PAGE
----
What caused the collapse of Palestinian society? In addition to serious cleavages dating to Ottoman times that existed in local Arab society, it was the absence of an alternative Arab infrastructure after the British pulled out of Mandate Palestine. Because Palestinian Arab society had been so dependent on British civil administration and social services, Britain's departure left Arab civil servants jobless. As a result, most social services and civil administration ceased to function in the Arab sector, disrupting the flow of essential commodities such as food and fuel, which added to their hardships and uncertainties.
In contrast, Jewish society in Palestine, or the Yishuv as it was called in Hebrew, had established its own civil society over the span of three decades under the Mandate. The Yishuv created its own representative political bodies and social and economic institutions, including health and welfare services, a public transport network, and a thriving, sophisticated marketing system for manufactured goods and food - in short, a state-in-the-making. It was best described by the 1934 British report to the League of Nations:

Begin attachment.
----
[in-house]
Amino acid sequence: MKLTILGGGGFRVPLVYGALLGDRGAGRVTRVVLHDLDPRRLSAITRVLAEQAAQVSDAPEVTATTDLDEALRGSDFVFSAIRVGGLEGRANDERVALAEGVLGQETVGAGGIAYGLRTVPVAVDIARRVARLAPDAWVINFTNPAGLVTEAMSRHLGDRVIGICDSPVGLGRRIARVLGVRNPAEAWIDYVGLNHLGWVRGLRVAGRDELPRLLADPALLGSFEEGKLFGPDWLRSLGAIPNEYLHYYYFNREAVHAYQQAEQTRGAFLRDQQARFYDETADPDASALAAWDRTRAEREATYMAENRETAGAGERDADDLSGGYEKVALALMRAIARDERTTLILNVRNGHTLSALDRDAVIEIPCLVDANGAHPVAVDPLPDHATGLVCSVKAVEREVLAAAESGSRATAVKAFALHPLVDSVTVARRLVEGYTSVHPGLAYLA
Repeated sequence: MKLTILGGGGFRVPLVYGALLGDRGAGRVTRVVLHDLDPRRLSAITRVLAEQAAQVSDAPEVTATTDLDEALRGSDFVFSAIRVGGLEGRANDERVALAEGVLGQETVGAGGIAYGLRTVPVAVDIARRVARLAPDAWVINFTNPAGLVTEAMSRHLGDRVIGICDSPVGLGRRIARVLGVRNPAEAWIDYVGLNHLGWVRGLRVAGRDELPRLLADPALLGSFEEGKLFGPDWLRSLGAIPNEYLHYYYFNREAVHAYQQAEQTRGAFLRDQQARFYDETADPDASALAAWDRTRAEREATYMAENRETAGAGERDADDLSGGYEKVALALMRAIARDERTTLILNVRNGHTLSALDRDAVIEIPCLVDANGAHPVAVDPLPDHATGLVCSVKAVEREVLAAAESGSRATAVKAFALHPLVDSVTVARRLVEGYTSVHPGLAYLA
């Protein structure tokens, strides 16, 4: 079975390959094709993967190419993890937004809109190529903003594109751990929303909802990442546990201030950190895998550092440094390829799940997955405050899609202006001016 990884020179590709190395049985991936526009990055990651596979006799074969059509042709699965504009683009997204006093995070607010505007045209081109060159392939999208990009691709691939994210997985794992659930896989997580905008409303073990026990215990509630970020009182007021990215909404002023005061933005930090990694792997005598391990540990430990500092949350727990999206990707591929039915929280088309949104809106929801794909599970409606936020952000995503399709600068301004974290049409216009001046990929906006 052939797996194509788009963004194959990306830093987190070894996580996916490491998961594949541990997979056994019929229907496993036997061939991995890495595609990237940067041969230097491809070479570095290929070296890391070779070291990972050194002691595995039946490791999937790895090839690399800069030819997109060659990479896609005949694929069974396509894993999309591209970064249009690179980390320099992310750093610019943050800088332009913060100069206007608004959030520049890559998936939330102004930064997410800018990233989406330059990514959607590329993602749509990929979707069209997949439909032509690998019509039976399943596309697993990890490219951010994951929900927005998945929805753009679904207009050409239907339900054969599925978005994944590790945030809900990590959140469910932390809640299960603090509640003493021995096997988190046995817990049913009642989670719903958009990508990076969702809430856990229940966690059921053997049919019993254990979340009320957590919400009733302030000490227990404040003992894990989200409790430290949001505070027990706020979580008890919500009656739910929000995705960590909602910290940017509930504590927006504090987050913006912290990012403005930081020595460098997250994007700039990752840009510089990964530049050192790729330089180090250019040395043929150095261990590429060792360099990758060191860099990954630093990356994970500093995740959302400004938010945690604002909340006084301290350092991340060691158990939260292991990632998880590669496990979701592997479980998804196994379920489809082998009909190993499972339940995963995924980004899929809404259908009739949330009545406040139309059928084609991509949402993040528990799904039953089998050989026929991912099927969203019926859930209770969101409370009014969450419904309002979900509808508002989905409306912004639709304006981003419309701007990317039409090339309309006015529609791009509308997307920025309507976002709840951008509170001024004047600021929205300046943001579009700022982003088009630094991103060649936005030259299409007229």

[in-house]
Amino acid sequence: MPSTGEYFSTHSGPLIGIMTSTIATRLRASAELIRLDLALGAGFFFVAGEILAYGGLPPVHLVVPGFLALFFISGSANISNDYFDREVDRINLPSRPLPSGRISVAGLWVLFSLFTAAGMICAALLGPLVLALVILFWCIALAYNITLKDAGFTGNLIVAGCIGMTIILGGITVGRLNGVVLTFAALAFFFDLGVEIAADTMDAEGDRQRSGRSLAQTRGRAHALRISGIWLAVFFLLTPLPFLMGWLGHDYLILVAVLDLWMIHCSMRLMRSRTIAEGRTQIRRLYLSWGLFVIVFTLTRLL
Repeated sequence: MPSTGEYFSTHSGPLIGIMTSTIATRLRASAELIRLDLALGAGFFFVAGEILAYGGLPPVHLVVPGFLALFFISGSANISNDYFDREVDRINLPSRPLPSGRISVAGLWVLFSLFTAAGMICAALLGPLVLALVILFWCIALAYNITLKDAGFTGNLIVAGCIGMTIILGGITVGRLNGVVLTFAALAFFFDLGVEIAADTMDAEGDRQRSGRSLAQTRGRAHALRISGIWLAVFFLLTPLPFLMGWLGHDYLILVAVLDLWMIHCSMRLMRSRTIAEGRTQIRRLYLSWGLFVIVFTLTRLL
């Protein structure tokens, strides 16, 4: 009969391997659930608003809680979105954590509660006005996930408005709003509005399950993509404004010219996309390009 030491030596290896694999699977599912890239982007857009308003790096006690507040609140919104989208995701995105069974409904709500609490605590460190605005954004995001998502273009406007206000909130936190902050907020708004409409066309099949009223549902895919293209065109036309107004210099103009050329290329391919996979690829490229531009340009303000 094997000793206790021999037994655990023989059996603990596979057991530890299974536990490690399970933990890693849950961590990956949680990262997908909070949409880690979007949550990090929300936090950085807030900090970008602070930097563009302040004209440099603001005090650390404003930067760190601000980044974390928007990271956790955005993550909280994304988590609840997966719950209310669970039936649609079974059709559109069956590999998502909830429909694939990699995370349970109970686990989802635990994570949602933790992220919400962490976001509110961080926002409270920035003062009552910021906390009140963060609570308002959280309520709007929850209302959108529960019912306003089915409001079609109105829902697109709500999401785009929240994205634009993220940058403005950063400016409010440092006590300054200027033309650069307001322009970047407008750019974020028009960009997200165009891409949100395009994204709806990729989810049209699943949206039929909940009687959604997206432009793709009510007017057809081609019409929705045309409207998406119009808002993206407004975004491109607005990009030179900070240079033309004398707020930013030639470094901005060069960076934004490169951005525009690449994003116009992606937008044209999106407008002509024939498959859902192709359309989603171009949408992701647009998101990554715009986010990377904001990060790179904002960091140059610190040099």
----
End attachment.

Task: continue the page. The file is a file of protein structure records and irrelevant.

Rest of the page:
"During the last two or three generations the Jews have recreated in Palestine a community, now numbering 80,000, of whom about one-fourth are farmers or workers upon the land. This community has its own political organs, an elected assembly for the direction of its domestic concerns, elected councils in the towns, and an organization for the control of its schools. It has its elected Chief Rabbinate and Rabbinical Council for the direction of its religious affairs. Its business is conducted in Hebrew as a vernacular language, and a Hebrew press serves its needs. It has its distinctive intellectual life and displays considerable economic activity. This community, then, with its town and country population, its political, religious and social organizations, its own language, its own customs, its own life, has in fact 'national' characteristics."
During that same period, the Arabs of Palestine, however, had invested all of their energies into fighting any form of Jewish polity-in-the-making. Although the British encouraged creation of an Arab Agency parallel to the Jewish Agency that had orchestrated and financed development of the Jewish sector, a similar Arab organization failed to develop. So it was no surprise that when the British departed, the Palestinian Arabs remained unorganized and ill-prepared not only for statehood (which they rejected in any case), but also for sustained conflict with their Jewish adversaries. In the end, the war caused horrific casualties for the Jews and left thousands of Palestinian Arabs without their homes.